What few doctors — or others who have never tried to grow their own food — know is that it is virtually impossible to obtain the same amount of nourishment from purchased food that one used to obtain when food was grown and consumed locally in soil that was fertilized with natural substances (that is, decomposed organic wastes.) Virtually all of the world’s soils have been so severely depleted today that the food that is harvested is already deficient in nutrients. Furthermore, shipping and storage techniques are rarely designed to preserve whatever nutrients are left in commercially produced food. So, while we may feed ourselves and our families the best food we can provide, the likelihood is still strong that we will not be nourished sufficient for robust good health.

Food Education Resources in Nutrition

“Selling Food for Fun and Profit: Doing It Safely”, is a 4 page booklet designed to help persons responsible for preparing food for festivals, fairs, reunions, church picnics, graduation parties to prepare and serve food safely. Specific directions for food handling are detailed with a checklist for operating a safe and clean temporary food service operation. Ask for Extension Bulletin E-2578 from Michigan State University Bulletin Office, 10-B Agriculture Hall, Michigan State University, East Lansing, MI 48824-1039. The cost is 50 cents each. Orders totaling less than $ 100 must be accompanied by payment.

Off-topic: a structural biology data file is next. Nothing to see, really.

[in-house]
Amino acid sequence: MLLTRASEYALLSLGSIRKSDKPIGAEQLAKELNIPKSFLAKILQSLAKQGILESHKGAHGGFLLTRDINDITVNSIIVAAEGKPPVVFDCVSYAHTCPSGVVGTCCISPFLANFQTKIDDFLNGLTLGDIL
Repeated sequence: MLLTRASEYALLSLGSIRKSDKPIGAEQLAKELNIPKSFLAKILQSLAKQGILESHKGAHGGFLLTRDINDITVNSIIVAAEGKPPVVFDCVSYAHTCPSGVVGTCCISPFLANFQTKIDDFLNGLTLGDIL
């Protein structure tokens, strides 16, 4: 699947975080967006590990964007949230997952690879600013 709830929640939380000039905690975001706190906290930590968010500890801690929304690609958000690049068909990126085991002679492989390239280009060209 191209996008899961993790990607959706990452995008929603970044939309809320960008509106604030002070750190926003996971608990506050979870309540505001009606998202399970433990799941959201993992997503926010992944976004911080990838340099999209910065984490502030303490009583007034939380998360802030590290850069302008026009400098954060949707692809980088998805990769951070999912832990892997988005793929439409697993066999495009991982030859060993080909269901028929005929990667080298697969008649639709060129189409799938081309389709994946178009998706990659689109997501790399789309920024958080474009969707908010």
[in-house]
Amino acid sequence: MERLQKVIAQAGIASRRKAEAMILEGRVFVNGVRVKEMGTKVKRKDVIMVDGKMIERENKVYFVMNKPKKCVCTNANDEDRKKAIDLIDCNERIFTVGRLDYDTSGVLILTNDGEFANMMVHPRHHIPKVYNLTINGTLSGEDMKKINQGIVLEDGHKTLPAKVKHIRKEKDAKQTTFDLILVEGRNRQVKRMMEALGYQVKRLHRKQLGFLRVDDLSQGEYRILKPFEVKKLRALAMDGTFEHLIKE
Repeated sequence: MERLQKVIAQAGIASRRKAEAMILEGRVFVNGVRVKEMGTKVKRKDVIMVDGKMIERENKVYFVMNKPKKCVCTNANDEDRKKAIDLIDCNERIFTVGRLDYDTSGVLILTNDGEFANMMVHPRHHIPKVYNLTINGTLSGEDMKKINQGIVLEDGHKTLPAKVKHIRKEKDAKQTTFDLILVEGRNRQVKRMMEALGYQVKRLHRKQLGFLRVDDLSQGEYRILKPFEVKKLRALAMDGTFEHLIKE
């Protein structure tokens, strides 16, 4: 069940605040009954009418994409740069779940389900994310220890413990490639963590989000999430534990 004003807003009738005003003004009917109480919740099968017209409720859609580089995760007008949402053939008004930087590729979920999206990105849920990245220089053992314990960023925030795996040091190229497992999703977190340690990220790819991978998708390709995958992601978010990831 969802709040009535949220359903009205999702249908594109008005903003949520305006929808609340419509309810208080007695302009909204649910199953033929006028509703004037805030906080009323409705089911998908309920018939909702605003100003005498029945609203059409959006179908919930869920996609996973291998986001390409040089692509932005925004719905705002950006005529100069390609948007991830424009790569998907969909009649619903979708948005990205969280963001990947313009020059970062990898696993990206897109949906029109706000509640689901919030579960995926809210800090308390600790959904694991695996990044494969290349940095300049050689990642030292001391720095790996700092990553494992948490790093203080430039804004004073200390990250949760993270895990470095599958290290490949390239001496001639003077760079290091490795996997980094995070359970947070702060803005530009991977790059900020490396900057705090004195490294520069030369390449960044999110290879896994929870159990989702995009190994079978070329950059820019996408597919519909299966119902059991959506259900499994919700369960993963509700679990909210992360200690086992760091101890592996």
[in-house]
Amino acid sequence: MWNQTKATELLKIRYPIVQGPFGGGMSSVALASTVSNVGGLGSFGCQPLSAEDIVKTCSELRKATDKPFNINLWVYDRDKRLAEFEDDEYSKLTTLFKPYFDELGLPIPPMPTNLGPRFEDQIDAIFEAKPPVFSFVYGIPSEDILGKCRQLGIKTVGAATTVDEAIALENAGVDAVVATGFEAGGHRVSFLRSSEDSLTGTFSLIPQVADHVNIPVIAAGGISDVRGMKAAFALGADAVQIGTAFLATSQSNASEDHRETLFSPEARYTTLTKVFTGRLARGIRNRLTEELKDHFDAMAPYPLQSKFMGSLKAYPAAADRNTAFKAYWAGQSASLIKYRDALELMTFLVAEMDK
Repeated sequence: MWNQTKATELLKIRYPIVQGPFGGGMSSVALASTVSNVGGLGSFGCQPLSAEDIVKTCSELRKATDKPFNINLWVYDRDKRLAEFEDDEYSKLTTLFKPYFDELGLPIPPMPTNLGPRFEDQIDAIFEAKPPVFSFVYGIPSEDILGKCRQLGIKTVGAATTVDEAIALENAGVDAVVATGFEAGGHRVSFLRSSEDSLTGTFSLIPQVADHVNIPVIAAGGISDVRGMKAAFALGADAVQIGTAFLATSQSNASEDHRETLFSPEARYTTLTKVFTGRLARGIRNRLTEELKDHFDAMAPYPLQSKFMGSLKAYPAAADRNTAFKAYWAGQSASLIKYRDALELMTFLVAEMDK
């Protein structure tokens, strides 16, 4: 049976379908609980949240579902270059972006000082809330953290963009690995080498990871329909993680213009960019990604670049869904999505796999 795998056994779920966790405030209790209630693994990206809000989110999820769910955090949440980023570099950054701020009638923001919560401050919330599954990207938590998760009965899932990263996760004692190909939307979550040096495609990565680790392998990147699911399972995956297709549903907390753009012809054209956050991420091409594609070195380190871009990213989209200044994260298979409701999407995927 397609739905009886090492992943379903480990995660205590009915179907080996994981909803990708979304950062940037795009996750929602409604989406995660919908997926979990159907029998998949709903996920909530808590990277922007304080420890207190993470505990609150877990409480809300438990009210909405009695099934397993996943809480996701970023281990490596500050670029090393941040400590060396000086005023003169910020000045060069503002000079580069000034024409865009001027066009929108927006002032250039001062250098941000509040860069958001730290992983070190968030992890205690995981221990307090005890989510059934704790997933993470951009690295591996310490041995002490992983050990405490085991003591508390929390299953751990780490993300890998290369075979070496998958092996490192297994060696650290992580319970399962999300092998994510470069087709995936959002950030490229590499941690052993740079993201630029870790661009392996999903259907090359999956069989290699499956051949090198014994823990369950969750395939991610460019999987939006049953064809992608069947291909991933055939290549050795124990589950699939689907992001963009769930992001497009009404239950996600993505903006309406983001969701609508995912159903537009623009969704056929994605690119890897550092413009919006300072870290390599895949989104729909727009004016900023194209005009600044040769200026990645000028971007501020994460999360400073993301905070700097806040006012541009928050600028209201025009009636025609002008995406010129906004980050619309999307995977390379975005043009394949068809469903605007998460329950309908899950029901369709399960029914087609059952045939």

Checks should be made payable to Michigan State University. What You Can’t See Can Hurt You and Your Kids E-2568 “What You Can’t See Can Hurt You and Your Kids” is for child care workers. This 17-page publication explains how to prevent food borne illness in a child care facility. The cost is $ 2.25 each and can be ordered from the MSU Bulletin office at the address indicated above. Nutrition Resources Guidebook 1995 (NRG95) gives you 200 pages of more than you ever wanted to know about food and nutrition resources. Fifty chapters on different topics include reviews, abstracts, references and ordering information for print, audio and video resources. Although Canadian resources are highlighted, important American materials are included.

 

American Dietetic Association publications are listed in the appropriate chapters. All proceeds from NRG95 sales (including writing fees) go to Dial-A-Dietitian Nutrition Information Society of B.C., a not-for-profit organization providing free information on food and nutrition to the public and food and health professionals. The aim is to have NRG95 in every library. You can help through personal contact with librarians in government agencies, universities, schools and in your community.